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  • Buddhism and Christianity in Dialogue: The Gerald Weisfeld Lectures 2004, and: Buddhism, Christianity and the Question of Creation: Karmic or Divine?
Buddhism and Christianity in Dialogue: The Gerald Weisfeld Lectures 2004. Edited by Perry Schmidt-Leukel. London: SCM Press, 2005. 262 + x pp.
Buddhism, Christianity and the Question of Creation: Karmic or Divine? Edited by Perry Schmidt-Leukel. Burlington, VT: Ashgate, 2006. 182 + xii pp.

Perry Schmidt-Leukel has been professor of systematic theology and religious studies at Glasgow University since 2000, and member of the secretarial board of the European Network of Buddhist-Christian Studies (ENBCS) since 1997. The volumes under review are collections of essays presented at conferences sponsored respectively by Glasgow University and ENBCS. Buddhism and Christianity in Dialogue derives from the second series of the Gerald Weisfeld Lectures organized by the university's Centre for Inter-Faith Studies, whereas many of the essays in Buddhism, Christianity and the Question of Creation were produced for the fifth conference of the ENBCS, which was devoted to the theme of creation. In the following, I will summarize these two books and then comment more extensively on Schmidt-Leukel's project in particular, especially as that project is expressed in both texts.

Schmidt-Leukel coordinated the Weisfeld lectures in May 2004 as a prelude to the Dalai Lama's visit to Scotland. The four parts of this volume represent the four weeks' worth of lectures on the respective topics of life and death, the ultimate, mediators, and the quest for peace. For each week, two lectures were given, one each from Christian and Buddhist perspectives, with responses from each one to the other's lecture as well. Hence, there are sixteen chapters in Buddhism and Christianity in Dialogue: the original eight lectures (four by Christians and four by Buddhists), plus the short response of each of the eight lecturers to the lecture of his or her dialogue partner.

Elizabeth Harris (University of Birmingham) and Kiyoshi Tsuchiya (University of Glasgow) discuss life and death, leading to the tentative conclusion that Christians emphasize the need for the redemption of the ego (hence embracing a personal God), whereas Buddhists wish to lose the ego's perpetual desires (hence advocating a more cosmic or naturalistic view of life and death). This is followed [End Page 196] in part 2 with essays by Karl Baier (University of Vienna) and Minoru Nambara (University of Tokyo) on the ultimate, with Baier comparing and contrasting Nagarjuna's logic of emptiness and Nicolas of Cusa's apophatic logic, and Nambara comparing and contrasting the Mahāyāna emphasis on nirvāna as samsara (and vice-versa) with the mysticisms of Eckhart and Boehme. The discussion of mediators provides the opportunity for Schmidt-Leukel to expand on his major project, which explores "the possibility of seeing Buddha and Christ as incarnations of that transcendent reality which is the basis of our salvation" (p. 153). John Makransky (Boston College and Kathmandu University), however, counter-suggests that although the Buddhist can experience the liberating power of Christ in the Christian communion, it is less clear that such an experience for the Buddhist is the same as for a Christian, or that the practices of such an experience lead to the enlightenment pointed to by the Buddha. Finally, Kenneth Fernando (former bishop of Colombo) talks about the quest for peace in the Sri Lankan context, whereas Hozan Alan Senauke comes at the topic from his work in the Buddhist Peace Fellowship in California.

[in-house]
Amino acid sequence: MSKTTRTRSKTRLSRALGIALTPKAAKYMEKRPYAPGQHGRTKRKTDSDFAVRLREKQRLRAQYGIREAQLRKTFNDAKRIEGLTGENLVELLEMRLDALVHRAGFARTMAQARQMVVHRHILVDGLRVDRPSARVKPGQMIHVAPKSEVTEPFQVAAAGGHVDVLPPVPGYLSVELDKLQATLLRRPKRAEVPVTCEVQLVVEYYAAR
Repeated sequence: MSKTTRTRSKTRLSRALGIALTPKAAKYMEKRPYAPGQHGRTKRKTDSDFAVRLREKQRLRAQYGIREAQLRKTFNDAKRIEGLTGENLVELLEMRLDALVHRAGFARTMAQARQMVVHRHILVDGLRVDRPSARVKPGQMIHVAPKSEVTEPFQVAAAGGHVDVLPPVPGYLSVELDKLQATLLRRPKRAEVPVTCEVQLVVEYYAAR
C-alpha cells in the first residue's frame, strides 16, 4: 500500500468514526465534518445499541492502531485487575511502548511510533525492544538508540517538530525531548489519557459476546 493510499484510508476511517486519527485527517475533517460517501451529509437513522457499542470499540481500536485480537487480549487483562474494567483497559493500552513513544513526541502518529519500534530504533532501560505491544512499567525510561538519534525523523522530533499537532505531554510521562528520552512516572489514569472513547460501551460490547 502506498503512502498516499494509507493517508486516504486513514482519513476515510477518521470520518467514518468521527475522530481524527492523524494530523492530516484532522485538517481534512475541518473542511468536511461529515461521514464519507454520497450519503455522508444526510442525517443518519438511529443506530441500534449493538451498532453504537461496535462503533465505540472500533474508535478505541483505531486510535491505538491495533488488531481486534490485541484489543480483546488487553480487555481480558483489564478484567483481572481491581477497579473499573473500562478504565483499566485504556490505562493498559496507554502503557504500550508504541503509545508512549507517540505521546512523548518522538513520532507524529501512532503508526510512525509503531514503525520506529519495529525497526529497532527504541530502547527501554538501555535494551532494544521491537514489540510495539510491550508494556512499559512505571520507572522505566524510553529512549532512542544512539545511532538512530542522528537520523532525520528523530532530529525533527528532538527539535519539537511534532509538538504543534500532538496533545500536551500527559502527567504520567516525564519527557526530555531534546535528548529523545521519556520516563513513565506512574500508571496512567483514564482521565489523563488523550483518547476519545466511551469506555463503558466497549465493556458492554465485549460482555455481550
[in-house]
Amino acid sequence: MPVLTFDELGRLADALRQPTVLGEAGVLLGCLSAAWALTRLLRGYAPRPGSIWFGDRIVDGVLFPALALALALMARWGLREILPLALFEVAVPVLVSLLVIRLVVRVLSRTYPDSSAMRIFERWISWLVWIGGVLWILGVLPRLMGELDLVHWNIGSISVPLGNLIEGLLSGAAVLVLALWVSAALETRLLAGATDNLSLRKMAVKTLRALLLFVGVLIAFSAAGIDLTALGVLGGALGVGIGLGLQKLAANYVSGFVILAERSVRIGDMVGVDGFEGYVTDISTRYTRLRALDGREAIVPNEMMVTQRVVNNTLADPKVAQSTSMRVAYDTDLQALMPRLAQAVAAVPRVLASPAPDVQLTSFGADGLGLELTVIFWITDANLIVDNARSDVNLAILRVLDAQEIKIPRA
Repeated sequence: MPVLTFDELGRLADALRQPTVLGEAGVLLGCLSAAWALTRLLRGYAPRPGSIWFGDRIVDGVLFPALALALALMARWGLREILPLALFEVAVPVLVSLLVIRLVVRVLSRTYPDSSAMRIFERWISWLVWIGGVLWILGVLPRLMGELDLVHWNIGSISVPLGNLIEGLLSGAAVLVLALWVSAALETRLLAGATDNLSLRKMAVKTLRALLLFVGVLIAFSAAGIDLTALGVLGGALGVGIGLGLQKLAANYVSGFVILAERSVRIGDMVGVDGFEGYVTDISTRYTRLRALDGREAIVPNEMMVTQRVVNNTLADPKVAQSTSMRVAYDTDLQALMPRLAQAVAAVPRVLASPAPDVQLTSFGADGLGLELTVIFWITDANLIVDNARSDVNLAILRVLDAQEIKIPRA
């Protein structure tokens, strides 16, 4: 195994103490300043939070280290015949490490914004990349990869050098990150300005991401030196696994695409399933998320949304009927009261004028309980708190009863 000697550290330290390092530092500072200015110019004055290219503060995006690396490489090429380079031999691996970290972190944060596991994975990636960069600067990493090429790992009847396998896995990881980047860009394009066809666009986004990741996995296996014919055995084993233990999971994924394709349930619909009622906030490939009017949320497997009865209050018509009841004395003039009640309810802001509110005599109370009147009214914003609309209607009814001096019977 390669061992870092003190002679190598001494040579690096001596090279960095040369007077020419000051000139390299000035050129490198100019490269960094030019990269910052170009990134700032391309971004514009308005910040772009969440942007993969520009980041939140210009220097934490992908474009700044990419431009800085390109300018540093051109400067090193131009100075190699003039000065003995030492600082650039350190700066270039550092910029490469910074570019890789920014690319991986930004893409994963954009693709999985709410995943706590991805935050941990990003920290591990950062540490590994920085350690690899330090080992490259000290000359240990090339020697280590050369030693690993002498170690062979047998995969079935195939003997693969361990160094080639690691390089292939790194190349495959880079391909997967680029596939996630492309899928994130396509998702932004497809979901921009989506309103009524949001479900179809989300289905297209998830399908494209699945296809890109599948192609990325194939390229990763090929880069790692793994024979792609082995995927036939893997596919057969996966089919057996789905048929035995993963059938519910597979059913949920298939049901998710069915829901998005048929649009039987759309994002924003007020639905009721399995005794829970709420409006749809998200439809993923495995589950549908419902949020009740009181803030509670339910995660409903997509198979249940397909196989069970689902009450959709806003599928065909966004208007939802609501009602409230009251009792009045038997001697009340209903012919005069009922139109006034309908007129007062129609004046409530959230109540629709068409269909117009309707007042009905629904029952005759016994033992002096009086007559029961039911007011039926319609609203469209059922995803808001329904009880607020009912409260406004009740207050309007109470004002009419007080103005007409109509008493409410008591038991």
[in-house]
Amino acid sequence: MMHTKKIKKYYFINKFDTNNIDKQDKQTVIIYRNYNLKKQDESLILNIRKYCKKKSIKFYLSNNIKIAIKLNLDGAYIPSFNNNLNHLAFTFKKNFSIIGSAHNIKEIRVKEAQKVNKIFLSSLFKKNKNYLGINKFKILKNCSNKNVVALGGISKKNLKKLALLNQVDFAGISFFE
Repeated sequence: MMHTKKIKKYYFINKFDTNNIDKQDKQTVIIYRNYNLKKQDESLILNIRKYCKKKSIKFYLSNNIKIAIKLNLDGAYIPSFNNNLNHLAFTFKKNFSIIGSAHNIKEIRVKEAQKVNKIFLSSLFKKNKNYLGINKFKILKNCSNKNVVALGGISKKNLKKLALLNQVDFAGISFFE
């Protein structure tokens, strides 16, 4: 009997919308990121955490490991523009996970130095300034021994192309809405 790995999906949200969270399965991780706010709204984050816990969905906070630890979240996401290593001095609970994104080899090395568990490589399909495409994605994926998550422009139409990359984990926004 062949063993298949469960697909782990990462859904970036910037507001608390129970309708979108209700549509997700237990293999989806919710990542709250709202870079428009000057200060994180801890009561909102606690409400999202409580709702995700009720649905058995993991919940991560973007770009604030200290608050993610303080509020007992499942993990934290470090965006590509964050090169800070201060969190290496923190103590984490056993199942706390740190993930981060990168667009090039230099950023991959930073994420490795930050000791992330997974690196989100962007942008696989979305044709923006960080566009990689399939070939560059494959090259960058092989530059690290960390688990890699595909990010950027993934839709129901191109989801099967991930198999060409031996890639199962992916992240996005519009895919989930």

One of the outstanding features of Buddhism and Christianity in Dialogue is that all participants have a good deal of scholarly training in both religious traditions and bring that academic expertise to bear in their essays. Hence we have in this volume not only interreligious dialogues between Christians and Buddhists, but also intrareligious dialogues about Christianity and Buddhism by Christians and by Buddhists separately (first in the essays) and then together (in the responses). In short, we are treated to Christian and Buddhist perspectives in three directions: on Christianity, on Buddhism, and on their encounter. The volume includes an index, and will serve well as a supplementary text for courses on Christian-Buddhist dialogue.

Whereas Buddhism and Christianity in Dialogue provides an overview of Buddhist and Christian perspectives on a wide range of theological topics, Buddhism, Christianity and the Question of Creation is similarly dialogical, but focused only on the doctrine of creation. In his introduction, editor Schmidt-Leukel suggests that the perennial debate of Christian theism versus Buddhist atheism (at least as stereotypically conceived) has inevitably turned on the question of creation. It is time, therefore, to explore the question of whether or not there is any possibility for convergence on this issue. If some Lutherans and Catholics are now beginning to see a via media forward on the doctrine of justification, is it not perhaps possible that such might also be available for Christians and Buddhists? This is, of course, a bold hypothesis.